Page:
• STEAM DOCTOR
    STEAM DOCTOR Member Posts: 1,935
    Thanks Rod and Steamhead

    I am going there tomorrow and I will try to talk the plumber/GC into one of your ideas. The steam main was definitely not oversized.
  • STEAM DOCTOR
    STEAM DOCTOR Member Posts: 1,935
    Dripping counter flow

    In the event that they stay with counter flow and don't have proper pitch and pipe size is there any rule of thumb to how may and what sized drips from the main they can use to compensate for main size/slope issues? Thanks
  • Steamhead
    Steamhead Member Posts: 16,726
    I would say

    re-structure all the runouts so they come off the bottom of the main at a 45° angle, then drip each riser into the wet return. This will keep radiator condensate from re-entering the main. See page 87 of Lost Art.



    Not sure how well this will handle start-up condensate, though.



    With all the runouts installed this way, it is even possible to run the main perfectly level, since each runout becomes a condensate drip and therefore nothing will accumulate in the main. A flat main would probably handle start-up condensate better too.
    All Steamed Up, Inc.
    Towson, MD, USA
    Steam, Vapor & Hot-Water Heating Specialists
    Oil & Gas Burner Service
    Consulting
  • JStar
    JStar Member Posts: 2,752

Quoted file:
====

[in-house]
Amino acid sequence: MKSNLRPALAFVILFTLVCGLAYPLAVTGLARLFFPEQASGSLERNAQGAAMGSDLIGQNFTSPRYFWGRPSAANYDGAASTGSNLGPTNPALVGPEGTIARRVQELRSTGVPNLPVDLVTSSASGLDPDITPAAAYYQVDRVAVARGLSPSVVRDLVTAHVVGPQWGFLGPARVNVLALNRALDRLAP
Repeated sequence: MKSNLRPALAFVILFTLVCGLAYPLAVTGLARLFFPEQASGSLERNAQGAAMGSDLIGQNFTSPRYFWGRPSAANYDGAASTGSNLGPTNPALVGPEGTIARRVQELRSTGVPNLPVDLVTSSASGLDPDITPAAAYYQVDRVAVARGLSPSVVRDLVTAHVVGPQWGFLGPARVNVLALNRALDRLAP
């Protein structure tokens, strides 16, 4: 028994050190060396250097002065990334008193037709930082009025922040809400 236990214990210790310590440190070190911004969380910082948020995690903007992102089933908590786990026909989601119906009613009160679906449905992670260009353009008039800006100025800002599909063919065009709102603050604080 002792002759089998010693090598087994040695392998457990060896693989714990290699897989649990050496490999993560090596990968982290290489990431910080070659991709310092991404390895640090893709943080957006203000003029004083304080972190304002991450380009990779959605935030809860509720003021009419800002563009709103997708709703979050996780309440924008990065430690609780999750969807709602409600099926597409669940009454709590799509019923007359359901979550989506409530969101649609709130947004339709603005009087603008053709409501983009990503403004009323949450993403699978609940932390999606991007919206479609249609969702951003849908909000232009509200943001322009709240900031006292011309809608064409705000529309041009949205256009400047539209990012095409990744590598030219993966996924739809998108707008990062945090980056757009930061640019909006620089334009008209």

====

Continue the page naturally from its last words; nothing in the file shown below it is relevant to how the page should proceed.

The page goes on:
...

    I don't think that I would ever recommend leveling any piping on a steam system. The real solution is too raise the main back to where it was. That way, the system is back to "normal" and the contractors learn a lesson; they can't just do whatever they want.
  • Steamhead
    Steamhead Member Posts: 16,726
    edited July 2011
    Actually, some Dead Men did this

    and from what I read, it works well. The key is that EVERY radiator runout connection also serves as a drip from the main.



    Yes, it flies in the face of everything we've been taught, but this is one exception that can work if done right.
    All Steamed Up, Inc.
    Towson, MD, USA
    Steam, Vapor & Hot-Water Heating Specialists
    Oil & Gas Burner Service
    Consulting
  • JStar
    JStar Member Posts: 2,752
    Hmm.

    I can see that being theoretically okay. What would you do for the end of the main? Just cap it or drain it back?
  • STEAM DOCTOR
    STEAM DOCTOR Member Posts: 1,935
    very very interesting

    This is very intriguing. The BIG problem is that I am not the one doing the work. I was brought by the homeowner as a consultant because he doesn't trust the people doing the work. I am under the impression that the GC's approach is to make everything pleasing to the eye. Steam pipes too low? Move them! radiators in the wrong place? Move them! I don't think there is any way that I will get the GC to drip every runoff. That just means more of the "ugly" black pipes. O well. But again from a steam stand point I find this all extremely stimulating. THANKS!!